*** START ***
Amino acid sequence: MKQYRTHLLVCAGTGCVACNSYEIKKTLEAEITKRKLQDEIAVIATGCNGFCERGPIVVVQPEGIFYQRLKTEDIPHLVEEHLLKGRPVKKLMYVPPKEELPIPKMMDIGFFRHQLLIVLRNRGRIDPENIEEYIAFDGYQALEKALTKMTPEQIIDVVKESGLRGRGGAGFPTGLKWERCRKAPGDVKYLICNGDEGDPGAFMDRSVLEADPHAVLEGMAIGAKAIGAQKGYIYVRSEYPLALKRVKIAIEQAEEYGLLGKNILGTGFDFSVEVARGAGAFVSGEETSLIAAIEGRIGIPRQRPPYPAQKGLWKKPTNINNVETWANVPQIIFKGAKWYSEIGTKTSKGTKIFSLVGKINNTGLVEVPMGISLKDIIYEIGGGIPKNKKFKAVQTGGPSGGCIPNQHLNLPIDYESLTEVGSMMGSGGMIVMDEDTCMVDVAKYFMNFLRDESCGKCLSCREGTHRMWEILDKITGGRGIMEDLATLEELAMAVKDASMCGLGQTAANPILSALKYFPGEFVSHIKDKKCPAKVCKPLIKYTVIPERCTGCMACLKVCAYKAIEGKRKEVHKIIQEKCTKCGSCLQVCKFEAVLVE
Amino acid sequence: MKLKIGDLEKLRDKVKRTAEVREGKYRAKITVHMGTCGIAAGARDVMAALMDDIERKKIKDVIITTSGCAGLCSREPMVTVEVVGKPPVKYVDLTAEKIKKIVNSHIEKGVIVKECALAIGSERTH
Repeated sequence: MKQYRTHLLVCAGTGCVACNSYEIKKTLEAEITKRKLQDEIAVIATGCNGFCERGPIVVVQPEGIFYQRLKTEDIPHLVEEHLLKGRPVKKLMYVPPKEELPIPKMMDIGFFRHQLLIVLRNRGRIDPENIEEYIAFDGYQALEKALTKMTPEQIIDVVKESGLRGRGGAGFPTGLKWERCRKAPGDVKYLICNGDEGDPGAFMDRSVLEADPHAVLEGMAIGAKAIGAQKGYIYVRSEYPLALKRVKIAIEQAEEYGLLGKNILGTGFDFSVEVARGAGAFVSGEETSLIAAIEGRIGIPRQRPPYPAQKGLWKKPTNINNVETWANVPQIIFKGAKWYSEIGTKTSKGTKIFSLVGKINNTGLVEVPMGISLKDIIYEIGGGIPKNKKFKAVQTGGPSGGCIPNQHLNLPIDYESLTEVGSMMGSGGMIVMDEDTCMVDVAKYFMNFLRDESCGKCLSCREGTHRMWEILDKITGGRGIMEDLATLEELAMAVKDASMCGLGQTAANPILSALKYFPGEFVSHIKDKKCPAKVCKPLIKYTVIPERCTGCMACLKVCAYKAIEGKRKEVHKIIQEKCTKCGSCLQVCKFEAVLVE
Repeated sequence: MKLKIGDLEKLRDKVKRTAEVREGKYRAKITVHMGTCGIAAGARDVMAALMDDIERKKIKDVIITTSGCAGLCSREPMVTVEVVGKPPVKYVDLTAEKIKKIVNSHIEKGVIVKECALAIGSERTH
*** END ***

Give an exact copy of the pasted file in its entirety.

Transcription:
Amino acid sequence: MKQYRTHLLVCAGTGCVACNSYEIKKTLEAEITKRKLQDEIAVIATGCNGFCERGPIVVVQPEGIFYQRLKTEDIPHLVEEHLLKGRPVKKLMYVPPKEELPIPKMMDIGFFRHQLLIVLRNRGRIDPENIEEYIAFDGYQALEKALTKMTPEQIIDVVKESGLRGRGGAGFPTGLKWERCRKAPGDVKYLICNGDEGDPGAFMDRSVLEADPHAVLEGMAIGAKAIGAQKGYIYVRSEYPLALKRVKIAIEQAEEYGLLGKNILGTGFDFSVEVARGAGAFVSGEETSLIAAIEGRIGIPRQRPPYPAQKGLWKKPTNINNVETWANVPQIIFKGAKWYSEIGTKTSKGTKIFSLVGKINNTGLVEVPMGISLKDIIYEIGGGIPKNKKFKAVQTGGPSGGCIPNQHLNLPIDYESLTEVGSMMGSGGMIVMDEDTCMVDVAKYFMNFLRDESCGKCLSCREGTHRMWEILDKITGGRGIMEDLATLEELAMAVKDASMCGLGQTAANPILSALKYFPGEFVSHIKDKKCPAKVCKPLIKYTVIPERCTGCMACLKVCAYKAIEGKRKEVHKIIQEKCTKCGSCLQVCKFEAVLVE
Amino acid sequence: MKLKIGDLEKLRDKVKRTAEVREGKYRAKITVHMGTCGIAAGARDVMAALMDDIERKKIKDVIITTSGCAGLCSREPMVTVEVVGKPPVKYVDLTAEKIKKIVNSHIEKGVIVKECALAIGSERTH
Repeated sequence: MKQYRTHLLVCAGTGCVACNSYEIKKTLEAEITKRKLQDEIAVIATGCNGFCERGPIVVVQPEGIFYQRLKTEDIPHLVEEHLLKGRPVKKLMYVPPKEELPIPKMMDIGFFRHQLLIVLRNRGRIDPENIEEYIAFDGYQALEKALTKMTPEQIIDVVKESGLRGRGGAGFPTGLKWERCRKAPGDVKYLICNGDEGDPGAFMDRSVLEADPHAVLEGMAIGAKAIGAQKGYIYVRSEYPLALKRVKIAIEQAEEYGLLGKNILGTGFDFSVEVARGAGAFVSGEETSLIAAIEGRIGIPRQRPPYPAQKGLWKKPTNINNVETWANVPQIIFKGAKWYSEIGTKTSKGTKIFSLVGKINNTGLVEVPMGISLKDIIYEIGGGIPKNKKFKAVQTGGPSGGCIPNQHLNLPIDYESLTEVGSMMGSGGMIVMDEDTCMVDVAKYFMNFLRDESCGKCLSCREGTHRMWEILDKITGGRGIMEDLATLEELAMAVKDASMCGLGQTAANPILSALKYFPGEFVSHIKDKKCPAKVCKPLIKYTVIPERCTGCMACLKVCAYKAIEGKRKEVHKIIQEKCTKCGSCLQVCKFEAVLVE
Repeated sequence: MKLKIGDLEKLRDKVKRTAEVREGKYRAKITVHMGTCGIAAGARDVMAALMDDIERKKIKDVIITTSGCAGLCSREPMVTVEVVGKPPVKYVDLTAEKIKKIVNSHIEKGVIVKECALAIGSERTH